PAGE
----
Information management & technology

IT governance, a perpetuum mobile

By Rob Fijneman | October 11, 2022 | 3 min read
Information technology (IT) was introduced decades ago, mainly within back-office processes to limit routine manual work, to drive efficiency and to standardize the outcomes. IT departments were set up to help realize these objectives and these were measured strongly on efficiency. The digital opportunities focusing on the commercial site, the client intimacy and the web-based interactions create a stronger focus on business value add and effectiveness. It is not the one or the other that applies, boards must create a solid governance in which both dimensions can be steered and monitored.

Provide technology solutions

Let’s think back to decades ago: it was a time when the business was at the mercy of the IT department for all its technology-enabled solutions. Although in those days the IT department as technology pusher did also exist, in essence the IT department was an order taker. Main objectives were to provide technology solutions and be a trouble shooter against minimal cost. It was a small, specialized group of people with responsibility for providing hardware, software and help desk services. The compliance agenda was based on rather static control objectives focusing on change management, user access management, operations, and business continuity. When ERP systems were introduced to replace the standalone applications, integrated process controls were implemented in these applications. The transition started from manual controls towards more technology-based application controls. In most cases the IT processes were run internally, and the controls testing could be organized internally.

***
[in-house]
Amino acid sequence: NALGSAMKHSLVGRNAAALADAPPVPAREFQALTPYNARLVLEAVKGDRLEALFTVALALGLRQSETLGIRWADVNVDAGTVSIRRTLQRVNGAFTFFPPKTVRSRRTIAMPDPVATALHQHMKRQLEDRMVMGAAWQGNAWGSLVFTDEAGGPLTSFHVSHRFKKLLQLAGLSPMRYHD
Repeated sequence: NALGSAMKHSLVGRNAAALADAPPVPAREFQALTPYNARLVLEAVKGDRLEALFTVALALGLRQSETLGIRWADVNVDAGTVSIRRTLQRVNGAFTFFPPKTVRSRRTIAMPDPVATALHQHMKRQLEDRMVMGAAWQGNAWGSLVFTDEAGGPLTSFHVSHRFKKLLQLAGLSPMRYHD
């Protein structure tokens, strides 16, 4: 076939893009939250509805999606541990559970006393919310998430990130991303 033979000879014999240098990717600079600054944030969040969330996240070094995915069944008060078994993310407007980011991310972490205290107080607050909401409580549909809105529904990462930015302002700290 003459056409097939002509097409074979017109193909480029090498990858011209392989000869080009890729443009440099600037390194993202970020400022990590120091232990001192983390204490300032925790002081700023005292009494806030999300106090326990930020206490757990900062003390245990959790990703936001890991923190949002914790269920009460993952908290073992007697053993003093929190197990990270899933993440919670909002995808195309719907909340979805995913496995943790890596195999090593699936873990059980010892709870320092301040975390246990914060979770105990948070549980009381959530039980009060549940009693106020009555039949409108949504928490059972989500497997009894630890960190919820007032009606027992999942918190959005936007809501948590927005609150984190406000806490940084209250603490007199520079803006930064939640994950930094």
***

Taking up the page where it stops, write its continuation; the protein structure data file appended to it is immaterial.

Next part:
Significant changes in the enterprise technology and application landscape

This is not fully consigned to the history books; it is interesting that many originations have a mixed bag of IT solutions. Still the traditional IT setup can exist combined with a more business-focused IT. However, since 2010 there have been significant changes in the enterprise technology and application landscape. Along with newer technologies such as cloud services, data and analytics, cognitive computing, and mobile becoming more pervasive, the consumerization of IT has also made it more accessible and usable by business users. Business users are more technology-savvy, entering a domain that was once exclusively controlled by the IT department. Chief Information Officers (CIOs) and other more recently created functions like the Chief Digital Officer and the Chief Data Officer reflect this business focus. CIOs continue to drive down maintenance and operation costs as a way to fund new initiatives required to meet the new business expectations. It basically means striking a balance between business as usual and transforming the IT organization towards a different value proposition.

Maximizing value

Studies like that performed by the KPMG CIO Advisory practice indicate the shift in focus from minimizing costs towards maximizing value. Key characteristics include being a trusted advisor. IT should help the business in understanding the different technology options and solutions available. Not only by deploying an ERP system, but also advising about potentially using it as a software as a service (SaaS) instead of the traditional on-premises version. IT should also be agile in thought and action. Furthermore, IT is expected to be a growth enabler by being able to understand the business needs seamlessly. Lastly, the focus on delivering efficiently and improving performance is here to stay. 
The reality is that without the right architecture and governance models in place the new business focus could easily result in higher IT spending and increased risks.

Read the full article here

This article originally appeared in the KPMG Board Leadership News, 2022.

This article is written by Prof.dr. Rob Fijneman RE RA and is based on a combination of research insights, results of master theses and practical experience in the field of IT auditing. Rob Fijneman combines being a professor in IT auditing and Academic Director of the Executive Master of IT Auditing at TIAS School for Business and Society with being a Technology Audit partner at KPMG AG in Switzerland. 

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